Scientific research has shown that the best way to lose fat is strength training. It works for obese people as well as those just wanting to lose a few pounds and firm up. When we strength train, we add lean muscle mass to our body.
Lean muscle mass burns through 35-50 calories per pound of muscle every single day. Let's take a look at that number from a different point of view. If we have 5 pounds of lean muscle, that muscle will burn about 250 calories a day. Here comes the fun part. If we have 10 pounds of lean muscle mass, then our muscles burn about 500 calories a day. Hopefully you can see why adding lean muscle is the best way to lose fat.
If you're setting up your own program, you'll need to know 4 strength training principles or secrets. These principles will teach you how to make sure you're using enough weight, determine your sets and reps and insure you're always progressing in your workouts, and help you avoid injuring yourself.
- Overload: To build muscle, you need to use more resistance than your muscles are used to. This is important because the more you do, the more your body is capable of doing, so you should increase your workload to avoid plateaus. In plain language, this means you should be lifting enough weight that you can ONLY complete the desired number of reps. You should be able to finish your last rep with difficulty but also with good form.
- Progression. To avoid plateaus, you need to increase your intensity on a regular basis. You can do this by increasing the amount of weight lifted, changing your sets/reps, changing the exercises and changing the type of resistance.
- Specificity. This principle means you should train to achieve your individual goals. That means, if you want to increase your strength, your program should be designed around that goal e.g., train with heavier weights closer to a maximum of just a few reps. To lose weight, however, choose a variety of higher rep ranges to target different muscle fibers and muscle groups. e.g. 8-15 reps per set.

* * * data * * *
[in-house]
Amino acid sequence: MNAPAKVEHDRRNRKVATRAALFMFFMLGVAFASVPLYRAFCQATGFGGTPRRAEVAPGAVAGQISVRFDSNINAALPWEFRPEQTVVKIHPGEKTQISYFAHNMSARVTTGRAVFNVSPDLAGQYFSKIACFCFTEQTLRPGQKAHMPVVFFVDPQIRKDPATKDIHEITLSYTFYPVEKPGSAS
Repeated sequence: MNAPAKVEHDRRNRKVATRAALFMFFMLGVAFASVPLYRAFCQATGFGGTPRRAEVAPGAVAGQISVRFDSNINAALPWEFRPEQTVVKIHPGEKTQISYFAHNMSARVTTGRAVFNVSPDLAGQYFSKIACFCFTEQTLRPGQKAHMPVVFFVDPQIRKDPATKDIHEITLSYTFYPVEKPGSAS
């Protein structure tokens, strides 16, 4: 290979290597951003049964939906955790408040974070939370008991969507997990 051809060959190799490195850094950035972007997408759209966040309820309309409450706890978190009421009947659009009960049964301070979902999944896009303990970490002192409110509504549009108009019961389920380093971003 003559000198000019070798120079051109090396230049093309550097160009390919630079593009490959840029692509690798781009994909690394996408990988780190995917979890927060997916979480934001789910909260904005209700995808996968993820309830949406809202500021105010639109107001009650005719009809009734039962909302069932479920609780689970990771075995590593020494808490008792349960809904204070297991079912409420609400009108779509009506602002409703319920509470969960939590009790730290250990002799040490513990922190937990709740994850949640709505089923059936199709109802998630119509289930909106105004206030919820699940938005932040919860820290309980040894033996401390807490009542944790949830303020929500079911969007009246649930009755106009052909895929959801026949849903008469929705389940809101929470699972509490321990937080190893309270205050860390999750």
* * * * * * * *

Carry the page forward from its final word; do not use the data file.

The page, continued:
- Rest and Recovery. Rest days are also important. It is during these rest periods that your muscles grow and change, so make sure you're not working the same muscle groups more than one day in a row.
Before you get started on setting up a strength training routine, keep a few key points in mind:
Be sure to warm up before you start lifting weights. This helps get your muscles warm and prevent injury. You can warm up with light cardio or by doing a light set of each exercise before going to heavier weights.
Lift and lower your weights slowly. Don't use momentum to lift the weight. If you have to swing to get the weight up, chances are you're using too much weight.
Don't hold your breath and make sure you're using full range of motion throughout the movement.
Pay attention to your posture and engage your abs in every movement you're doing to keep your balance and protect your spine.
Starting out, you should choose about 5-6 basic exercises per session, and do a minimum of one exercise per muscle group per week. The list below offers some examples:
· Chest: bench press, chest press machine, or pushups
· Back: one-armed row, lat pulldowns, or seated row
· Shoulders: overhead press, lateral raise, front raise
· Abs: crunches, reverse crunches, leg pull ups
· Biceps: bicep curls, hammer curls, concentration curls
· Triceps: tricep extensions, dips, kickbacks